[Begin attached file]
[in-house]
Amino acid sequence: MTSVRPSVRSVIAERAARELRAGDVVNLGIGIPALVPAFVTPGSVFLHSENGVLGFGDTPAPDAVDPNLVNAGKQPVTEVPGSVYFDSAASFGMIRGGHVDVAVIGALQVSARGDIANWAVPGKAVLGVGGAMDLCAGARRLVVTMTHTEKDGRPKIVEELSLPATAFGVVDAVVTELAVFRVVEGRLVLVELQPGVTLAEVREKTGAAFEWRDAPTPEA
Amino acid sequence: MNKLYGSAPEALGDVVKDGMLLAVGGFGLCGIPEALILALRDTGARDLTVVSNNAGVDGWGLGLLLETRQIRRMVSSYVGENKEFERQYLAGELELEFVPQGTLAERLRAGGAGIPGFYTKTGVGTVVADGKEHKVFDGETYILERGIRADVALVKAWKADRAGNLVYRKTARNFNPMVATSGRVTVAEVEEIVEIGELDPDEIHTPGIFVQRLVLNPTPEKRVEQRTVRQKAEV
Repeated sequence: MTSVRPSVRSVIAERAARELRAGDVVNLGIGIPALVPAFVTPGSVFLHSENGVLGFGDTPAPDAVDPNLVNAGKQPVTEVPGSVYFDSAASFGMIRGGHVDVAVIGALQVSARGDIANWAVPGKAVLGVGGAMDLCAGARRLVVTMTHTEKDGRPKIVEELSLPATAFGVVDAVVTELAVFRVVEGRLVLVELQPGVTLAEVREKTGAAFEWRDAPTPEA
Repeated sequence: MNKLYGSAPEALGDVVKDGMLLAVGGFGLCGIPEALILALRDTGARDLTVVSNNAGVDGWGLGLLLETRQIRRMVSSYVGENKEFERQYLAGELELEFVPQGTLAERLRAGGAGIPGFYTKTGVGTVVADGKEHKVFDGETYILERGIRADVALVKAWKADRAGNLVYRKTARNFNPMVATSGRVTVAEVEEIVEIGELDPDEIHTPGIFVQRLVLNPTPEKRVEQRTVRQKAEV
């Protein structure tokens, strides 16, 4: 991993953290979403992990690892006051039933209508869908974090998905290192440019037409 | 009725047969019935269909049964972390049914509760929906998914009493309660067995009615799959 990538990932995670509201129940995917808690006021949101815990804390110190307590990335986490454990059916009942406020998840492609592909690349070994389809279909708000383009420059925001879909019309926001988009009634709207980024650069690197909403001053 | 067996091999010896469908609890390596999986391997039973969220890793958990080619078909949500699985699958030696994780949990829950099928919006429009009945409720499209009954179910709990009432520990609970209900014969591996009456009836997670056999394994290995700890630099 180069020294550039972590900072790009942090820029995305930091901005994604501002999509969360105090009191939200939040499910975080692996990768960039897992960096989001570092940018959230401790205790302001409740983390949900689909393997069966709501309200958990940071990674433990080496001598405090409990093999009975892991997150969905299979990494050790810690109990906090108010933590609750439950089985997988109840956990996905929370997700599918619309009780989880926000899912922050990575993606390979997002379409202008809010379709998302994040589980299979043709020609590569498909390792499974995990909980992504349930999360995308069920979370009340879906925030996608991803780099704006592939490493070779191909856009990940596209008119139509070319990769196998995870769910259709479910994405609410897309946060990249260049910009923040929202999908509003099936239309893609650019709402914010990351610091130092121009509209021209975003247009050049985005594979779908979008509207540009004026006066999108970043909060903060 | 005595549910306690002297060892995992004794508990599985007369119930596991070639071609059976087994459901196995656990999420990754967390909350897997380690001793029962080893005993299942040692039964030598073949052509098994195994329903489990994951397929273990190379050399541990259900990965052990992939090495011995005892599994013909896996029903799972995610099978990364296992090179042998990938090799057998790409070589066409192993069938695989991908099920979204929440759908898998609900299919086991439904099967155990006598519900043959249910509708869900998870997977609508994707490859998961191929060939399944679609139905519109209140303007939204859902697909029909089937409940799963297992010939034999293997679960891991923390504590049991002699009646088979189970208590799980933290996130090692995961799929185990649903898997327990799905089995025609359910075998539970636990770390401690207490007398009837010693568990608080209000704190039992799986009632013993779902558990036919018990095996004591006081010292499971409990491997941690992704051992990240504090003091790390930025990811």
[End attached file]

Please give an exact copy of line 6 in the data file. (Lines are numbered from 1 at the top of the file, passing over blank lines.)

């Protein structure tokens, strides 16, 4: 991993953290979403992990690892006051039933209508869908974090998905290192440019037409 | 009725047969019935269909049964972390049914509760929906998914009493309660067995009615799959 990538990932995670509201129940995917808690006021949101815990804390110190307590990335986490454990059916009942406020998840492609592909690349070994389809279909708000383009420059925001879909019309926001988009009634709207980024650069690197909403001053 | 067996091999010896469908609890390596999986391997039973969220890793958990080619078909949500699985699958030696994780949990829950099928919006429009009945409720499209009954179910709990009432520990609970209900014969591996009456009836997670056999394994290995700890630099 180069020294550039972590900072790009942090820029995305930091901005994604501002999509969360105090009191939200939040499910975080692996990768960039897992960096989001570092940018959230401790205790302001409740983390949900689909393997069966709501309200958990940071990674433990080496001598405090409990093999009975892991997150969905299979990494050790810690109990906090108010933590609750439950089985997988109840956990996905929370997700599918619309009780989880926000899912922050990575993606390979997002379409202008809010379709998302994040589980299979043709020609590569498909390792499974995990909980992504349930999360995308069920979370009340879906925030996608991803780099704006592939490493070779191909856009990940596209008119139509070319990769196998995870769910259709479910994405609410897309946060990249260049910009923040929202999908509003099936239309893609650019709402914010990351610091130092121009509209021209975003247009050049985005594979779908979008509207540009004026006066999108970043909060903060 | 005595549910306690002297060892995992004794508990599985007369119930596991070639071609059976087994459901196995656990999420990754967390909350897997380690001793029962080893005993299942040692039964030598073949052509098994195994329903489990994951397929273990190379050399541990259900990965052990992939090495011995005892599994013909896996029903799972995610099978990364296992090179042998990938090799057998790409070589066409192993069938695989991908099920979204929440759908898998609900299919086991439904099967155990006598519900043959249910509708869900998870997977609508994707490859998961191929060939399944679609139905519109209140303007939204859902697909029909089937409940799963297992010939034999293997679960891991923390504590049991002699009646088979189970208590799980933290996130090692995961799929185990649903898997327990799905089995025609359910075998539970636990770390401690207490007398009837010693568990608080209000704190039992799986009632013993779902558990036919018990095996004591006081010292499971409990491997941690992704051992990240504090003091790390930025990811």